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History of Street Gangs in the United States

History of Street Gangs in the United States

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Published by Platos Library
The first active gangs in Western civilization were reported by Pike (1873, pp. 276–277), a widely respected chronicler of British crime. He documented the existence of gangs of highway robbers in England during the 17th century, and he speculates that similar gangs might well have existed in our mother country much earlier, perhaps as early as the 14th or even the 12th century. But it does not appear that these gangs had the features of modern-day, serious street gangs.1 More structured gangs did not appear until the early 1600s, when London was “terrorized by a series of organized gangs calling themselves the Mims, Hectors, Bugles, Dead Boys … who found amusement in breaking windows, [and] demolishing taverns, [and they] also fought pitched battles among themselves dressed with colored ribbons to distinguish the different factions” (Pearson, 1983, p. 188).
The history of street gangs in the United States begins with their emergence on the East Coast around 1783, as the American Revolution ended (Sante, 1991). But there is considerable justification for questioning the seriousness of these early gangs. The best available evidence suggests that the more serious street gangs likely did not emerge until the early part of the nineteenth century (Sante, 1991).
The first active gangs in Western civilization were reported by Pike (1873, pp. 276–277), a widely respected chronicler of British crime. He documented the existence of gangs of highway robbers in England during the 17th century, and he speculates that similar gangs might well have existed in our mother country much earlier, perhaps as early as the 14th or even the 12th century. But it does not appear that these gangs had the features of modern-day, serious street gangs.1 More structured gangs did not appear until the early 1600s, when London was “terrorized by a series of organized gangs calling themselves the Mims, Hectors, Bugles, Dead Boys … who found amusement in breaking windows, [and] demolishing taverns, [and they] also fought pitched battles among themselves dressed with colored ribbons to distinguish the different factions” (Pearson, 1983, p. 188).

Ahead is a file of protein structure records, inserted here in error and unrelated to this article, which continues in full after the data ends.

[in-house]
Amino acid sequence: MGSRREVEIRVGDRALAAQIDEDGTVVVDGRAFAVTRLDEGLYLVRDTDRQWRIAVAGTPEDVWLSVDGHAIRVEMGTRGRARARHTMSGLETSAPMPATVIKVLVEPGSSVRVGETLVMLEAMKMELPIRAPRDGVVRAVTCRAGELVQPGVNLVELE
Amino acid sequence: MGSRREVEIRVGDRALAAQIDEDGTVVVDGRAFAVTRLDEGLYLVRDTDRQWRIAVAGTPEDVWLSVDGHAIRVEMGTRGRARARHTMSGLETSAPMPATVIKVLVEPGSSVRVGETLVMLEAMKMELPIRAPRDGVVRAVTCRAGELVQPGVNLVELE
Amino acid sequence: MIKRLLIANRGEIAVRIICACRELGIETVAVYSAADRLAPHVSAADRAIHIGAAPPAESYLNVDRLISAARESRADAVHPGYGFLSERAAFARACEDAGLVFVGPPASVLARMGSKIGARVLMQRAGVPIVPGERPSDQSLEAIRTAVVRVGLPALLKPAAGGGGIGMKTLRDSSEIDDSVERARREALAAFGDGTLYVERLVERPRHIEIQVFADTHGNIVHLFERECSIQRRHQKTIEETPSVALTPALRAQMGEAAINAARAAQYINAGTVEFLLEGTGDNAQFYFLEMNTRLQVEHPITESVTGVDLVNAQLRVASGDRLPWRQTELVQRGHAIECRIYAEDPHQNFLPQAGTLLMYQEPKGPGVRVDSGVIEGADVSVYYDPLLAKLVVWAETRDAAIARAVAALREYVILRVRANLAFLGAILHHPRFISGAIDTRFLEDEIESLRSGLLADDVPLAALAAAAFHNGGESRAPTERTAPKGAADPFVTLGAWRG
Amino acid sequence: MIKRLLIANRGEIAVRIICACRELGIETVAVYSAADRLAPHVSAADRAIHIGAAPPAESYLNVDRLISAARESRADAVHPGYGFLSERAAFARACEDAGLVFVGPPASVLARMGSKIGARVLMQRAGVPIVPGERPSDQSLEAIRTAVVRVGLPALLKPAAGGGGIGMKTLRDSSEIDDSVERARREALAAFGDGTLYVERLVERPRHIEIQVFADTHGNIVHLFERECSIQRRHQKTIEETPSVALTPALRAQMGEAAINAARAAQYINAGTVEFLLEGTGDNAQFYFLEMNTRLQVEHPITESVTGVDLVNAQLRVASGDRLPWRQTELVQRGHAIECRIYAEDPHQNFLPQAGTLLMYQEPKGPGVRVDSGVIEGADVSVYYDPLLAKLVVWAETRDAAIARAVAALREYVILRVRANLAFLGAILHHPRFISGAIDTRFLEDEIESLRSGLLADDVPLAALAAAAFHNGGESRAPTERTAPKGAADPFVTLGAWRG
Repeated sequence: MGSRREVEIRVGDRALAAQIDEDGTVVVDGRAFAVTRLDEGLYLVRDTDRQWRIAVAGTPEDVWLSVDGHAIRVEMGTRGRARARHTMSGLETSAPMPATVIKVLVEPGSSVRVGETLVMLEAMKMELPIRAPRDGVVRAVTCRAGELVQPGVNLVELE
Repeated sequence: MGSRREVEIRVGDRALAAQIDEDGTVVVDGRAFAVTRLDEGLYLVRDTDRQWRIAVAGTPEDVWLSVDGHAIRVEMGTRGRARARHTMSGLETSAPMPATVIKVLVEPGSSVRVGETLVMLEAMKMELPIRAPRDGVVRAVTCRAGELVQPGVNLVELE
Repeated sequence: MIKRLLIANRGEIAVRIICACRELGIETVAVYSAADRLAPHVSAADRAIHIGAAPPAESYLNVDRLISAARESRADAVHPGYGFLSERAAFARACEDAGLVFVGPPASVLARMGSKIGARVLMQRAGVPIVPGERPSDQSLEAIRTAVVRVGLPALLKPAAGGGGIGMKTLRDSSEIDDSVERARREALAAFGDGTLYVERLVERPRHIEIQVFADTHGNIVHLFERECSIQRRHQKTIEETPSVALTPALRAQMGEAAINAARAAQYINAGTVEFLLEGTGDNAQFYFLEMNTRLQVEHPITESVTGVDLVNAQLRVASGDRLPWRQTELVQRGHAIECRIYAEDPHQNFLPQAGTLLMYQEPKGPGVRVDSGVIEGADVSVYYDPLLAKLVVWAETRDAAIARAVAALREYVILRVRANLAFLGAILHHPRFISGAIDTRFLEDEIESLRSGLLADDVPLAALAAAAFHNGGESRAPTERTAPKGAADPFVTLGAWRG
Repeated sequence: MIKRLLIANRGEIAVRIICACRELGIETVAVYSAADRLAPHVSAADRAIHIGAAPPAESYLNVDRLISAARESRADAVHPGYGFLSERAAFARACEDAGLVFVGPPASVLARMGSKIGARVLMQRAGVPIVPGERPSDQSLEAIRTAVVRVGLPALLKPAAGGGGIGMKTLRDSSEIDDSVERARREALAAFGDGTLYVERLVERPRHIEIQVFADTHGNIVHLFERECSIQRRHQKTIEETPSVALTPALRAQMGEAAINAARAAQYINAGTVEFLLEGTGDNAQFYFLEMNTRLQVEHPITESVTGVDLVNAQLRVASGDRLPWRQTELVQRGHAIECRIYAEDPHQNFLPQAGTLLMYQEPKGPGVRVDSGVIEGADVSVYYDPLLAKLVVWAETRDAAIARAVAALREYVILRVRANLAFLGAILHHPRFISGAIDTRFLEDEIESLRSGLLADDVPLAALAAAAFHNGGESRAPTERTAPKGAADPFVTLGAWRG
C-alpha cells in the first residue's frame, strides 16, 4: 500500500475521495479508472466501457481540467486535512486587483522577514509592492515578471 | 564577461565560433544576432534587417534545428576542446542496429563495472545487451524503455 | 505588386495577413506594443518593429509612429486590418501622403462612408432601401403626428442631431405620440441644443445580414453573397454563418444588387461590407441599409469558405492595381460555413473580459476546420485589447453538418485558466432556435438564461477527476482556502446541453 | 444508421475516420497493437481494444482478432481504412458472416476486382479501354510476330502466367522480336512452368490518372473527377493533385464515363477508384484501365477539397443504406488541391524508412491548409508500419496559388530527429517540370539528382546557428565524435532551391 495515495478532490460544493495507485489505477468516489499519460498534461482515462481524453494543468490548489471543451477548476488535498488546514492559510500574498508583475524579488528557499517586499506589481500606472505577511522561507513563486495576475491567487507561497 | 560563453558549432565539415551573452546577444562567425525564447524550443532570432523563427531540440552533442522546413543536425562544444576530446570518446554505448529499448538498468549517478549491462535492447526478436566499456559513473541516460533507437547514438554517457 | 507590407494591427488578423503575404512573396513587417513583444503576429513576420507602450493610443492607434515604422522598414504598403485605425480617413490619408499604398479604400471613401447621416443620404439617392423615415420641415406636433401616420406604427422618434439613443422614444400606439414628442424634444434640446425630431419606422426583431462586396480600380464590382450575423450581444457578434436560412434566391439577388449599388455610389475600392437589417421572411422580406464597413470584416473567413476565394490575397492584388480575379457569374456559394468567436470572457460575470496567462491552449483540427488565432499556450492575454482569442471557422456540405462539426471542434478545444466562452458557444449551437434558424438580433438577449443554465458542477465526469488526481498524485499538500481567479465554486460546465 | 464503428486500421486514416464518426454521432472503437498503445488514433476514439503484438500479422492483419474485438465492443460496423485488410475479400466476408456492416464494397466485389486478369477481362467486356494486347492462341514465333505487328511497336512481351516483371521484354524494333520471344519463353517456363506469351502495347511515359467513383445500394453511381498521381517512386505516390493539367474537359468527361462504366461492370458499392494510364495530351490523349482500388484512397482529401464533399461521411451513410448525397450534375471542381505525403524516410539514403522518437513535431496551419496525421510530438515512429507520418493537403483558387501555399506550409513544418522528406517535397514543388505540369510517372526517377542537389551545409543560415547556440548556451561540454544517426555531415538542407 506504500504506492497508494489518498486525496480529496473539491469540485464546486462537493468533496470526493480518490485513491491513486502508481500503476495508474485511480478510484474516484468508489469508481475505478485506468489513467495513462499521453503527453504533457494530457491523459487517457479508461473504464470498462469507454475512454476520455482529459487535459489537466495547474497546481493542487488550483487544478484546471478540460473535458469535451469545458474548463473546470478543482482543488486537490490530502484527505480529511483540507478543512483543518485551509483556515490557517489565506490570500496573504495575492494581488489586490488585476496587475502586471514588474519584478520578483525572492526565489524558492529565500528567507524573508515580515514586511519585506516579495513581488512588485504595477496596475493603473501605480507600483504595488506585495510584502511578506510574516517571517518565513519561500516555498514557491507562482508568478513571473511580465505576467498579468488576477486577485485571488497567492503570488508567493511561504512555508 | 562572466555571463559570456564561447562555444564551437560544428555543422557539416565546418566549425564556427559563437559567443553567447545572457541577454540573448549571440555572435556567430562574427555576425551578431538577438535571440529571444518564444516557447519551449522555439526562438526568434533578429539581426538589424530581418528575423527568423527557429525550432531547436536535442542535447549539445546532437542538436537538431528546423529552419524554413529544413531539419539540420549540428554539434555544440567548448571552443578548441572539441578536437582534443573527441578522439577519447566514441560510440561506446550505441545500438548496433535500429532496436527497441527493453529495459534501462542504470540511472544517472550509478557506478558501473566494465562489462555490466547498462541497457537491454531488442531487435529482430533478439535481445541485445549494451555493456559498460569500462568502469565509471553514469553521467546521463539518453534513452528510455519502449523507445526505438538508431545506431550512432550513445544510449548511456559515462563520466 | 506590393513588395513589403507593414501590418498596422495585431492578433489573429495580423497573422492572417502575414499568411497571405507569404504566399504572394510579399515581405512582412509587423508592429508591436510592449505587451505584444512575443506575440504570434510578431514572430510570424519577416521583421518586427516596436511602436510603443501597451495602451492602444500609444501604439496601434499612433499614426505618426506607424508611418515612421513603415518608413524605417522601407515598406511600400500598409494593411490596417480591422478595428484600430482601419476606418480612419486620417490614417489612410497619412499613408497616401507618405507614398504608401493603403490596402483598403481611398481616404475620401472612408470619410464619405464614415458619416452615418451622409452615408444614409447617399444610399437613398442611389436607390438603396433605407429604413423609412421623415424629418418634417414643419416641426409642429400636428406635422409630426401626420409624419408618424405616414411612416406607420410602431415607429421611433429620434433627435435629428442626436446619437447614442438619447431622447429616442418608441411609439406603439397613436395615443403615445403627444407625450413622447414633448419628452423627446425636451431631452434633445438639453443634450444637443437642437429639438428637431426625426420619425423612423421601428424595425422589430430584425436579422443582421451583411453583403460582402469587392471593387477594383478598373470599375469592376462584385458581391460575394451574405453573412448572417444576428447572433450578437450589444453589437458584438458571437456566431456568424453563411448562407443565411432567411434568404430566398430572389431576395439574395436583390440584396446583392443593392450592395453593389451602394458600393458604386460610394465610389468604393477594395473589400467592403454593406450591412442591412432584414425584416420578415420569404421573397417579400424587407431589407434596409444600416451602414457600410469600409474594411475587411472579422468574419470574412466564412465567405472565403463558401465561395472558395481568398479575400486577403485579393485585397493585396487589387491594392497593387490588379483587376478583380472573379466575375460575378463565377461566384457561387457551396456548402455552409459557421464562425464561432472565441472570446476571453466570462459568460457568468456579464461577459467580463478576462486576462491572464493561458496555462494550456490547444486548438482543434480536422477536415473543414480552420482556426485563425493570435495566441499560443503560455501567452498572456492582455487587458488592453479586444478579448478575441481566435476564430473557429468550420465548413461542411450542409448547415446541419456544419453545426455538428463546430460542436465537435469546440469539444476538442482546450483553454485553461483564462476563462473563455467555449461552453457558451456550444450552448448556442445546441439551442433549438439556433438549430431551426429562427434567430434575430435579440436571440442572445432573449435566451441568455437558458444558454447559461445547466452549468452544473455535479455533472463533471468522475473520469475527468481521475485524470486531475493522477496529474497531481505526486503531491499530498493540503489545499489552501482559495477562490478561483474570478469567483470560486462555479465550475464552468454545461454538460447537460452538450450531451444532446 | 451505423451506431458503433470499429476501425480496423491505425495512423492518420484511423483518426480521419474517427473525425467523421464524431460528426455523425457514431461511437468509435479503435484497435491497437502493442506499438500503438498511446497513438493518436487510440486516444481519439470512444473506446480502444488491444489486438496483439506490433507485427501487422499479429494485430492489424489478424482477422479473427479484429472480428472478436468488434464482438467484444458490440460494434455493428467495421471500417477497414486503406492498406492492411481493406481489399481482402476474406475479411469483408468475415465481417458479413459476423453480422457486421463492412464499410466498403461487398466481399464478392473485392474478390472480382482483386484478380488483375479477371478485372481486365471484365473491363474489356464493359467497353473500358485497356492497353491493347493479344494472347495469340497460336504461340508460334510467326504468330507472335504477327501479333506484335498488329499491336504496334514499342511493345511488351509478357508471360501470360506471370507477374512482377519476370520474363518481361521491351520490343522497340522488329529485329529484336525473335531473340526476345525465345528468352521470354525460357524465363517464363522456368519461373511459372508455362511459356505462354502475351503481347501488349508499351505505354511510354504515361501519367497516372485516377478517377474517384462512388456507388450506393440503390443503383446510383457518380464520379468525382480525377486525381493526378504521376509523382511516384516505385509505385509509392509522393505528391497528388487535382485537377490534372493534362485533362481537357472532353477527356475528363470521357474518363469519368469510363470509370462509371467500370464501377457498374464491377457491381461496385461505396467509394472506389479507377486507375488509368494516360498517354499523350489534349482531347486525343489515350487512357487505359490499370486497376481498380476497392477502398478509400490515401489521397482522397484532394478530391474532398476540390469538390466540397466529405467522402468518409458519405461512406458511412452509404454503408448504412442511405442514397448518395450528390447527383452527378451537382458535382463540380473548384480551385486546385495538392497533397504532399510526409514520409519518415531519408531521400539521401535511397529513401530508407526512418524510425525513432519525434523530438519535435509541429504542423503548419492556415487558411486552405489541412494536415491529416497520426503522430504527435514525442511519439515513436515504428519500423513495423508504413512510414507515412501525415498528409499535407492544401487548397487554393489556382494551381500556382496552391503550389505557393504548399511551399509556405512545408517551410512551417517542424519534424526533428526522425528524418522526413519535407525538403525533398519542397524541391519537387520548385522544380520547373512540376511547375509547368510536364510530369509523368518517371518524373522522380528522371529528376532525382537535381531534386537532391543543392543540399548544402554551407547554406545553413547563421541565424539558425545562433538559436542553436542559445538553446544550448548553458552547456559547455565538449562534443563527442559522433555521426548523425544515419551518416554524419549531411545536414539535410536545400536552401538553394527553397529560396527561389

The history of street gangs in the United States begins with their emergence on the East Coast around 1783, as the American Revolution ended (Sante, 1991). But there is considerable justification for questioning the seriousness of these early gangs. The best available evidence suggests that the more serious street gangs likely did not emerge until the early part of the nineteenth century (Sante, 1991).

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Published by: Platos Library on Sep 21, 2013
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